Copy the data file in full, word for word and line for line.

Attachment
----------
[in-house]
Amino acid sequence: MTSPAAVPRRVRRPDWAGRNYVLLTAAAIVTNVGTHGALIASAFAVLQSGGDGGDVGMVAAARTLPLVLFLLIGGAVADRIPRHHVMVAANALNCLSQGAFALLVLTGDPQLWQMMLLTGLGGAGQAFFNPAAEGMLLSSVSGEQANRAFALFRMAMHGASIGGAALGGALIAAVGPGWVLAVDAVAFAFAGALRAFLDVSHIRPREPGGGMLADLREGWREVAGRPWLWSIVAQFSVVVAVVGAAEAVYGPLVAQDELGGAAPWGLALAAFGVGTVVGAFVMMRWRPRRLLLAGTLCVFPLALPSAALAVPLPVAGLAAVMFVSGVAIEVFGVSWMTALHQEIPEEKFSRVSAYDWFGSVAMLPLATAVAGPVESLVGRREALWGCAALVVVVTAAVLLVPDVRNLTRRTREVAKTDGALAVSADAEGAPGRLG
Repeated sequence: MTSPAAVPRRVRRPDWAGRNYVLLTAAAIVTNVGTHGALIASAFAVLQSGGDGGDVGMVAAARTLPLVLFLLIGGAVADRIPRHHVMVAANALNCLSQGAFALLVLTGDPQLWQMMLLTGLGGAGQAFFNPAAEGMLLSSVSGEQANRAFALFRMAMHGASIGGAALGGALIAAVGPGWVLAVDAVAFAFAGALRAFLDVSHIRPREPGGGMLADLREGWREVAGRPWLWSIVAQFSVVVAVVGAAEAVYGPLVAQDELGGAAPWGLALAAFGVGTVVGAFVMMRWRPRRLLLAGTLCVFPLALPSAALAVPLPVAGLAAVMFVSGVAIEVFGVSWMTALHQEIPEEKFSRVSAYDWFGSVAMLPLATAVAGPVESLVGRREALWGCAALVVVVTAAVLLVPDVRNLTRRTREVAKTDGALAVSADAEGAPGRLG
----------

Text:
[in-house]
Amino acid sequence: MTSPAAVPRRVRRPDWAGRNYVLLTAAAIVTNVGTHGALIASAFAVLQSGGDGGDVGMVAAARTLPLVLFLLIGGAVADRIPRHHVMVAANALNCLSQGAFALLVLTGDPQLWQMMLLTGLGGAGQAFFNPAAEGMLLSSVSGEQANRAFALFRMAMHGASIGGAALGGALIAAVGPGWVLAVDAVAFAFAGALRAFLDVSHIRPREPGGGMLADLREGWREVAGRPWLWSIVAQFSVVVAVVGAAEAVYGPLVAQDELGGAAPWGLALAAFGVGTVVGAFVMMRWRPRRLLLAGTLCVFPLALPSAALAVPLPVAGLAAVMFVSGVAIEVFGVSWMTALHQEIPEEKFSRVSAYDWFGSVAMLPLATAVAGPVESLVGRREALWGCAALVVVVTAAVLLVPDVRNLTRRTREVAKTDGALAVSADAEGAPGRLG
Repeated sequence: MTSPAAVPRRVRRPDWAGRNYVLLTAAAIVTNVGTHGALIASAFAVLQSGGDGGDVGMVAAARTLPLVLFLLIGGAVADRIPRHHVMVAANALNCLSQGAFALLVLTGDPQLWQMMLLTGLGGAGQAFFNPAAEGMLLSSVSGEQANRAFALFRMAMHGASIGGAALGGALIAAVGPGWVLAVDAVAFAFAGALRAFLDVSHIRPREPGGGMLADLREGWREVAGRPWLWSIVAQFSVVVAVVGAAEAVYGPLVAQDELGGAAPWGLALAAFGVGTVVGAFVMMRWRPRRLLLAGTLCVFPLALPSAALAVPLPVAGLAAVMFVSGVAIEVFGVSWMTALHQEIPEEKFSRVSAYDWFGSVAMLPLATAVAGPVESLVGRREALWGCAALVVVVTAAVLLVPDVRNLTRRTREVAKTDGALAVSADAEGAPGRLG